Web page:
In this study we shall try to answer the question whether and to what extent the policy of public spending has helped to bring about recovery in the United States. Before this depression, economists developed the theory of 'priming the pump' as a device for overcoming depressions.
More than once within the last two decades the plight of the farmer has been the main concern of nearly every government. When war raged, European farming, as the source of national food supplies, was subject to the utmost care, aid and regulation in all the countries afflicted by the war. Later on, while European farming revived slowly, American farming passed the trough of postwar depression; and again, from 1928 on, when prices of agricultural prime products collapsed to hitherto unknown depths, agriculture became the worry of governments the world over.
At present I shall not enter more thoroughly into the debate on this basic political problem, but shall restrict myself to the secondary question of how the civil service might be improved if it ought to be. As a working hypothesis I assume that a growing number of positions will be reserved for the nonpartisan service, and further, that a good civil service would not necessarily be the master of the state and could effectively be prevented from becoming such.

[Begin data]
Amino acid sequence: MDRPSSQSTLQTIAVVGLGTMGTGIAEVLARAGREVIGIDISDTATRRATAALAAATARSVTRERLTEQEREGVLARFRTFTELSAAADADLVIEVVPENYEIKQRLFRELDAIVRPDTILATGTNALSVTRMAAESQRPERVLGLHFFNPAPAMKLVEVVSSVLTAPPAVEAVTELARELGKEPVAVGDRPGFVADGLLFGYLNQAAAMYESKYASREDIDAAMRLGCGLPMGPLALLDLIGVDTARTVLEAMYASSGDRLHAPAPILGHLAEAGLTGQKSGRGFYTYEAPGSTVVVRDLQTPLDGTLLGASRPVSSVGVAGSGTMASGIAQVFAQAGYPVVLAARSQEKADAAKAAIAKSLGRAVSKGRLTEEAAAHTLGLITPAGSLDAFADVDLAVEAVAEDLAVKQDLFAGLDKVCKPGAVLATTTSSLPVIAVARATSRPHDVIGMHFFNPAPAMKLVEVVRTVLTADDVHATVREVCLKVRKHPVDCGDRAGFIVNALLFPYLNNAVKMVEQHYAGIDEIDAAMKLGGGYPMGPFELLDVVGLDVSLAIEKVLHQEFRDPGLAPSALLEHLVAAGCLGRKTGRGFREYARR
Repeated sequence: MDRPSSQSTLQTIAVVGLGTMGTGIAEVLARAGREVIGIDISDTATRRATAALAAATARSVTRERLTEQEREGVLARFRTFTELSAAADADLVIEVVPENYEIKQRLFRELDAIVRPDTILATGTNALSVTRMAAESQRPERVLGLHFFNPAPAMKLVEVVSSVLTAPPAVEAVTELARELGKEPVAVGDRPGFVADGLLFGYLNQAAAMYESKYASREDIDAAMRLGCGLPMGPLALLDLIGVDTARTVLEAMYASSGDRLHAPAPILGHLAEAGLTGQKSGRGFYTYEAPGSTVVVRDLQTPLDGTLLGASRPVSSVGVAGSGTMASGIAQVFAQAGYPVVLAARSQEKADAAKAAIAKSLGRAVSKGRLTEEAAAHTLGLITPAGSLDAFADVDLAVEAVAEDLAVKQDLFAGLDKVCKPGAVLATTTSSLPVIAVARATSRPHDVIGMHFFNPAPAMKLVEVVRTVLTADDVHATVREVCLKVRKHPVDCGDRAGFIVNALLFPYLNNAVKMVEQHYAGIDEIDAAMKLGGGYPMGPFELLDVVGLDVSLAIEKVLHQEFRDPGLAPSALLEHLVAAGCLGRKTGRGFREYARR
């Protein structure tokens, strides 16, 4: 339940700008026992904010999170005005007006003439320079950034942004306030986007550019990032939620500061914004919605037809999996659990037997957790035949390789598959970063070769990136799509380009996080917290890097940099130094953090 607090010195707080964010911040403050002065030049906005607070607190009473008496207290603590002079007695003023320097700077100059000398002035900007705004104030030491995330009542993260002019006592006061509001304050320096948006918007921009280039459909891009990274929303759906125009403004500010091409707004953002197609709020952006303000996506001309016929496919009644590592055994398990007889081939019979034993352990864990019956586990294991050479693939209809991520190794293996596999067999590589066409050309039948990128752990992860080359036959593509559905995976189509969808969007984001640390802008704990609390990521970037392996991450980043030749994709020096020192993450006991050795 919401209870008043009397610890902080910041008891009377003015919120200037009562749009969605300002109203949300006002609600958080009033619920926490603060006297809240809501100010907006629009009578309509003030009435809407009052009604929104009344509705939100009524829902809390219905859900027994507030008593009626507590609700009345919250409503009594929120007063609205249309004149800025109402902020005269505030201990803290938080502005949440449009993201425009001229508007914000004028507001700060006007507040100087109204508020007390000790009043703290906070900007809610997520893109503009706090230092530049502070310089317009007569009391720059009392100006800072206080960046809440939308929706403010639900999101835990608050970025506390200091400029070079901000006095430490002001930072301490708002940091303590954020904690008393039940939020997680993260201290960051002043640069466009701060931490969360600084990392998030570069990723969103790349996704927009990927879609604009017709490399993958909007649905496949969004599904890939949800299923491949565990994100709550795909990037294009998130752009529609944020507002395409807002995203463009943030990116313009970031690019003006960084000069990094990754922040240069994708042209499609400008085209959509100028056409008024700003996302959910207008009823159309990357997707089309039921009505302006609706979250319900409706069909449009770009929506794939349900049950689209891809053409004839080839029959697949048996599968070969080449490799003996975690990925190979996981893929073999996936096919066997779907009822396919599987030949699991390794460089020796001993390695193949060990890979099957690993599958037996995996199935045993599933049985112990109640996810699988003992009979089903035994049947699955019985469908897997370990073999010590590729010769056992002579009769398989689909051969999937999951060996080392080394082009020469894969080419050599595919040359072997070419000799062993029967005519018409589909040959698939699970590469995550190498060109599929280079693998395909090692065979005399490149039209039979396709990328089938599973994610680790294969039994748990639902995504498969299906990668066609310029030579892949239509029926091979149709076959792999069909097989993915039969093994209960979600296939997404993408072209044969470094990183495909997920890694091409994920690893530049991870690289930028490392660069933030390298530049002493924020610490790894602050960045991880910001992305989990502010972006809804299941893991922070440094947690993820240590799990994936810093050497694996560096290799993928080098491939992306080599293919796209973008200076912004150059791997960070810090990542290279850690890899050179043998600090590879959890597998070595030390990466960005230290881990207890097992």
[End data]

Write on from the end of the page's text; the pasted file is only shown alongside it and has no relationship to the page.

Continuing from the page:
The name is newly coined, but its significance carries back to the Assyrian and Babylonian empires. Fascism re-inaugurated and defined the totalitarian state: 'Nothing outside or above the state, nothing against the state, everything within the state, everything for the state.' Formulae apart, there have been similar conceptions in the past, both in theory and in practice. Leviathan has two and a half centuries of history.
I may say that the question of technical difficulties had originally been, with me, the only source of misgiving as to the practicability of 100 percent money. Even in the first edition of my 100 percent Money it was, as Professor Angell points out, the weakest part. But now we have a choice of many different practical methods for introducing 100 percent money. After reading Mr. Lehmann's article, I felt that he had really strengthened the case for 100 percent money intellectually, despite his emotional attitude of damning it with faint praise.
There are three points in Professor Fisher's comments on my article '100% Money' to which I wish to reply, partly to declare my full agreement with Professor Fisher, partly to show where to my mind our differences lie.
Review of book by Harold G. Moulton. Washington: Brookings Institution. 1935. 207 pp.
Review of book by Harold G. Moulton. Washington: Brookings Institution. 1935. 191 pp.
Review of book by Leonard D. White, Charles H. Bland, Walter R. Sharp, and Fritz Morstein. Commission of Inquiry on Public Service Personnel, Monographs 2 to 5. New York: McGraw-Hill. 1935. 275 pp.
Review of book by Werner Jaeger.Translated with the author's corrections and additions by Richard Robinson. Oxford: Clarendon Press. 1934.
Review of book by Koppel S. Pinson with foreword by Carlton J.H. Hayes. New York: Columbia University Press. 1935. 71 pp.